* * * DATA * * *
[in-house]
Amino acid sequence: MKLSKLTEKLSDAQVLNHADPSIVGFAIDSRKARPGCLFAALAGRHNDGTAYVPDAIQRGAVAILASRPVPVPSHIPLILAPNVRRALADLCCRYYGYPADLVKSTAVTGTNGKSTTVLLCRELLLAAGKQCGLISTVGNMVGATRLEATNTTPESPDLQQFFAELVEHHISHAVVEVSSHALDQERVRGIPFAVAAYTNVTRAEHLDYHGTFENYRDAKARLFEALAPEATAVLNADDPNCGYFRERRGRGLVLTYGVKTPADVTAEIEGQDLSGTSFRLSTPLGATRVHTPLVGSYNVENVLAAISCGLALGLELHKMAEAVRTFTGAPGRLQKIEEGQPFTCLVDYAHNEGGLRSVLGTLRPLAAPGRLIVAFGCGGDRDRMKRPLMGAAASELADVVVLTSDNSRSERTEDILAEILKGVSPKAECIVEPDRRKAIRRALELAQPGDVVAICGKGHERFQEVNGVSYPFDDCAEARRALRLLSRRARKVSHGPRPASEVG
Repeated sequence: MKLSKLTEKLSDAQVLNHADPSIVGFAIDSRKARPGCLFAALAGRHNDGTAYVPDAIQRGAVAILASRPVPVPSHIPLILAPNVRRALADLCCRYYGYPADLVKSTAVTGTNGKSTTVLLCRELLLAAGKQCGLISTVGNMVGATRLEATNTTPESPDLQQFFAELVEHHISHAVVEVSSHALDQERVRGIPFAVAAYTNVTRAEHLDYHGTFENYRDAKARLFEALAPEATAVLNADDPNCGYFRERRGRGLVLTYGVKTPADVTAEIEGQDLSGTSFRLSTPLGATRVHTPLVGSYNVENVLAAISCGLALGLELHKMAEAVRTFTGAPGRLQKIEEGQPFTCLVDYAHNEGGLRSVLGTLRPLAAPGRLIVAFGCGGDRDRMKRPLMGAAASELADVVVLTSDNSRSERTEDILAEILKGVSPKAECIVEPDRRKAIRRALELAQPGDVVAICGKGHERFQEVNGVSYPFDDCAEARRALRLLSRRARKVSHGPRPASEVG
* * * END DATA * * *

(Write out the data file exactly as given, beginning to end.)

[in-house]
Amino acid sequence: MKLSKLTEKLSDAQVLNHADPSIVGFAIDSRKARPGCLFAALAGRHNDGTAYVPDAIQRGAVAILASRPVPVPSHIPLILAPNVRRALADLCCRYYGYPADLVKSTAVTGTNGKSTTVLLCRELLLAAGKQCGLISTVGNMVGATRLEATNTTPESPDLQQFFAELVEHHISHAVVEVSSHALDQERVRGIPFAVAAYTNVTRAEHLDYHGTFENYRDAKARLFEALAPEATAVLNADDPNCGYFRERRGRGLVLTYGVKTPADVTAEIEGQDLSGTSFRLSTPLGATRVHTPLVGSYNVENVLAAISCGLALGLELHKMAEAVRTFTGAPGRLQKIEEGQPFTCLVDYAHNEGGLRSVLGTLRPLAAPGRLIVAFGCGGDRDRMKRPLMGAAASELADVVVLTSDNSRSERTEDILAEILKGVSPKAECIVEPDRRKAIRRALELAQPGDVVAICGKGHERFQEVNGVSYPFDDCAEARRALRLLSRRARKVSHGPRPASEVG
Repeated sequence: MKLSKLTEKLSDAQVLNHADPSIVGFAIDSRKARPGCLFAALAGRHNDGTAYVPDAIQRGAVAILASRPVPVPSHIPLILAPNVRRALADLCCRYYGYPADLVKSTAVTGTNGKSTTVLLCRELLLAAGKQCGLISTVGNMVGATRLEATNTTPESPDLQQFFAELVEHHISHAVVEVSSHALDQERVRGIPFAVAAYTNVTRAEHLDYHGTFENYRDAKARLFEALAPEATAVLNADDPNCGYFRERRGRGLVLTYGVKTPADVTAEIEGQDLSGTSFRLSTPLGATRVHTPLVGSYNVENVLAAISCGLALGLELHKMAEAVRTFTGAPGRLQKIEEGQPFTCLVDYAHNEGGLRSVLGTLRPLAAPGRLIVAFGCGGDRDRMKRPLMGAAASELADVVVLTSDNSRSERTEDILAEILKGVSPKAECIVEPDRRKAIRRALELAQPGDVVAICGKGHERFQEVNGVSYPFDDCAEARRALRLLSRRARKVSHGPRPASEVG